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March 7, 2008 1:45 PM   Subscribe

How do I get started with germinating cactus seeds?

Hello. I love me some cactus. I have one growing right now and its awesome, but I bought it as a plant, not as seed. I'd like to get started with germinating cactus seeds, but I'm not sure about the best way to do it. Some caveats:

1) I live in Canada. So, uh, I don't exactly have a lot of warmth outside. Especially not now.
2) I'd *really* rather not use grow lamps or other heat sources. I do have multiple old school radiators, so I could probably use them, but I don't want to have a huge power drain. If there's some wicked awesome low power drain lamp solution that I don't know about, that would be nifty.
3) I don't have a yard, so this would be pots only. None of my windows get a hell of a lot of sun.

Oh and yeah, if you've got a nice reputable place where you buy cactus seeds and garden stuff in general (I'm in Hamilton, ON, but can tool around the GTA if need be) -- please let me know! Recommendations for particular species to grow are good too.
posted by the dief to Sports, Hobbies, & Recreation (7 answers total) 3 users marked this as a favorite
Many cacti are commonly grown from cuttings. If you can find someone else who shares your hobby, they might be able to provide you with some.

These folks have some seeds for sale. There are a few cacti on that page, although it's captioned as having trees and shrubs. There are some mean shrubs out there.
posted by yohko at 2:36 PM on March 7, 2008

Best answer: For heat, do you have a dsl modem? Ethernet switch? expressvu receiver? Wait, you said hamilton? Ok, scratch off the expressvu and substitue viewsat or pansat. All of those are great for germinating seeds in my experience.

Also, as you're not starting out with a ginormous cactus, but growing from seed, a ~27 watt compact flourescent on a timer should work for seedlings - you might have to get creative to have the light close enough (4-12 inches). You can grab those at Rona, Home Hardware, Fortinos (oh, how I miss Fortinos compared to Zerhs... could you have a Roma pizza tonight for me? nom nom nom), or just about anywhere.

(note: I haven't grown cacti from seed myself, but I'm grown other plants (next up is kudzu!) from seed by using surplus heat from electronics and flourescents for seedlings)
posted by nobeagle at 2:44 PM on March 7, 2008

Best answer: Unless you have a good, strong unshaded southern exposure, you're going to want grow lights. You don't need anything fancier than a simple fluorescent fixture, though this isn't a very attractive option.

Cacti will grow in less light but their growth will (generally) be spindly and weak. Not something really nice to look at.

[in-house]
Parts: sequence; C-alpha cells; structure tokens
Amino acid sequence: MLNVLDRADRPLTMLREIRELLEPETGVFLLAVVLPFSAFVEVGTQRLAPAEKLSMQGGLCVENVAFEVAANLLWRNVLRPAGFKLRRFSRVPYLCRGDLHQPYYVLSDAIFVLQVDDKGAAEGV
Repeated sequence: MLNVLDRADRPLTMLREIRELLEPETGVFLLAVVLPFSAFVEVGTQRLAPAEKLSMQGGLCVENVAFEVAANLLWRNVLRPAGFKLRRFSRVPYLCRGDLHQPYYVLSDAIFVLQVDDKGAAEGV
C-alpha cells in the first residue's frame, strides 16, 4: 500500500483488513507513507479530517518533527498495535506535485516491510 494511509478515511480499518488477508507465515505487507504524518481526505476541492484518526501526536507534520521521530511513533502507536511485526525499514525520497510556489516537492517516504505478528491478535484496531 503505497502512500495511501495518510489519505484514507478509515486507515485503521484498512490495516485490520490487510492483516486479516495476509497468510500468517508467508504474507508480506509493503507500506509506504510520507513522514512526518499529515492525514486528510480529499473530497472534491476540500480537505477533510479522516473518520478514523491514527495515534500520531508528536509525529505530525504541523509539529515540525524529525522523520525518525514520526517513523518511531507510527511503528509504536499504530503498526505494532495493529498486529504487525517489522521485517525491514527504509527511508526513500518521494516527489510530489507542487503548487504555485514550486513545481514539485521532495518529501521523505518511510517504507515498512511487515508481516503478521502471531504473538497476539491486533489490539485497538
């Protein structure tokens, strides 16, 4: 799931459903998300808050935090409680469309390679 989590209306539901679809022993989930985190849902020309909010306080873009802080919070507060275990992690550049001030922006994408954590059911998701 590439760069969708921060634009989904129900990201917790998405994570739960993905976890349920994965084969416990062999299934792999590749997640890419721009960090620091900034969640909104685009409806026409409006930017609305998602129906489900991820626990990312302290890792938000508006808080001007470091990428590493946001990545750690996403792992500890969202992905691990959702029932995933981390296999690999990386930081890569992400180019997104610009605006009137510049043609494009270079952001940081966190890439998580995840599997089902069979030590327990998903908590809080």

posted by jeff-o-matic at 2:51 PM on March 7, 2008

Also, as long as this is in normal room temperature and not cold, you're not going to need to boost the heat at all. Cacti need a lot of light, but room temperature is fine.
posted by jeff-o-matic at 2:54 PM on March 7, 2008

Response by poster: nobeagle, I have a wrt54g. Is that sufficient do you think?
posted by the dief at 2:55 PM on March 7, 2008

Best answer: I've never grown cacti from seeds, but I have grown a lot of other stuff. You can buy a heated propagator, but I've no idea how much energy they use.

The only real advice I can give is this - let the seedlings dry out slightly between waterings. It seems counterintuitive, but there isn't often a stable water supply in the desert (this is assuming you're growing desert and not forest cacti - small lumpy ball shaped cacti (think Mammilaria or Ferocactus) are probably desert growers, while trailing cacti (think Christmas Cactus, or Epiphyllum) are probably forest dwellers). Letting the seddlings dry out slightly apparently encourages stronger growth, because the plants try harder to conserve water.
posted by Solomon at 3:17 PM on March 7, 2008

re: wireless router. I don't have your specific model, but put your hand on top of it. If it feels warm (not hot), it will be good for germinating. Once you put them in soil you shouldn't need the heat; just light. And the number of hours of light is important. For seedlings that you want to grow, find the number of hours of light they'd get naturally in spring. Likely 16-18 hours depending on location.

I definitely second Solomon's advice about letting them dry out between waterings - if the roots have to work; they'll spread and stretch and the root system will become stronger much more quickly.

I have three cacti (inherited from my FIL) and I'm in a similar location as hamilton. He had them for 7 years in a east facing frosted bathroom window. I kept them there for another 3 until we moved. Now they're in a south facing sunroom, and they've noticeably sped up in growth. However, if I'd kept them in the same consistent non-great light, they'd look small, but not odd. Now two are like snowmen standing on their heads. The third, which has a structure rather tree-like looks non-odd to me.
posted by nobeagle at 4:02 PM on March 7, 2008

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